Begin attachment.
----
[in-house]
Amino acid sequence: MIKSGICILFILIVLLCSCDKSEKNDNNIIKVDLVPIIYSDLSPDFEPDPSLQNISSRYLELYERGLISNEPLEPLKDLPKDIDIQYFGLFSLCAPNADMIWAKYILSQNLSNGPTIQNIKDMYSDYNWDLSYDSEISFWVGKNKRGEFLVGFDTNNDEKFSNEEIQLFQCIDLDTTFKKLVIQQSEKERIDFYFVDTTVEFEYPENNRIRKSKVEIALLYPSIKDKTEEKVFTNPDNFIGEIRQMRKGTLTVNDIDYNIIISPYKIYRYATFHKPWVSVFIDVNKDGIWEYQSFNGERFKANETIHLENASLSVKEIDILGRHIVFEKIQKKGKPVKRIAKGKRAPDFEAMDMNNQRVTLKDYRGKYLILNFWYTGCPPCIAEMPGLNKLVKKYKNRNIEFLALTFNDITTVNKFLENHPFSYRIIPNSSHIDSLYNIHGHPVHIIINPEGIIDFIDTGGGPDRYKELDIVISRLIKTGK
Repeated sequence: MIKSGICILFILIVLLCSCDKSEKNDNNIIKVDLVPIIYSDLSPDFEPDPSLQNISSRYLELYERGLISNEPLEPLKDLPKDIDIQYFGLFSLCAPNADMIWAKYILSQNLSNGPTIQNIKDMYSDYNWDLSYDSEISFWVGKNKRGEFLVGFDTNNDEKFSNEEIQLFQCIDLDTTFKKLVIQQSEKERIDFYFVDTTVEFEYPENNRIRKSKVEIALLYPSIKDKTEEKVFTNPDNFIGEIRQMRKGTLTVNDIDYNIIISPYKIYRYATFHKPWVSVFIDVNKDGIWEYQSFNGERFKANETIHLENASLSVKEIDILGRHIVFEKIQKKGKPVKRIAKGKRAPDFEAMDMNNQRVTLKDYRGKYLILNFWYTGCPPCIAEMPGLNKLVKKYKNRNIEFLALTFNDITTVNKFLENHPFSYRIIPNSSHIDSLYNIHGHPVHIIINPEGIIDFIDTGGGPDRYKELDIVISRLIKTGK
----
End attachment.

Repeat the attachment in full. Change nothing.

[in-house]
Amino acid sequence: MIKSGICILFILIVLLCSCDKSEKNDNNIIKVDLVPIIYSDLSPDFEPDPSLQNISSRYLELYERGLISNEPLEPLKDLPKDIDIQYFGLFSLCAPNADMIWAKYILSQNLSNGPTIQNIKDMYSDYNWDLSYDSEISFWVGKNKRGEFLVGFDTNNDEKFSNEEIQLFQCIDLDTTFKKLVIQQSEKERIDFYFVDTTVEFEYPENNRIRKSKVEIALLYPSIKDKTEEKVFTNPDNFIGEIRQMRKGTLTVNDIDYNIIISPYKIYRYATFHKPWVSVFIDVNKDGIWEYQSFNGERFKANETIHLENASLSVKEIDILGRHIVFEKIQKKGKPVKRIAKGKRAPDFEAMDMNNQRVTLKDYRGKYLILNFWYTGCPPCIAEMPGLNKLVKKYKNRNIEFLALTFNDITTVNKFLENHPFSYRIIPNSSHIDSLYNIHGHPVHIIINPEGIIDFIDTGGGPDRYKELDIVISRLIKTGK
Repeated sequence: MIKSGICILFILIVLLCSCDKSEKNDNNIIKVDLVPIIYSDLSPDFEPDPSLQNISSRYLELYERGLISNEPLEPLKDLPKDIDIQYFGLFSLCAPNADMIWAKYILSQNLSNGPTIQNIKDMYSDYNWDLSYDSEISFWVGKNKRGEFLVGFDTNNDEKFSNEEIQLFQCIDLDTTFKKLVIQQSEKERIDFYFVDTTVEFEYPENNRIRKSKVEIALLYPSIKDKTEEKVFTNPDNFIGEIRQMRKGTLTVNDIDYNIIISPYKIYRYATFHKPWVSVFIDVNKDGIWEYQSFNGERFKANETIHLENASLSVKEIDILGRHIVFEKIQKKGKPVKRIAKGKRAPDFEAMDMNNQRVTLKDYRGKYLILNFWYTGCPPCIAEMPGLNKLVKKYKNRNIEFLALTFNDITTVNKFLENHPFSYRIIPNSSHIDSLYNIHGHPVHIIINPEGIIDFIDTGGGPDRYKELDIVISRLIKTGK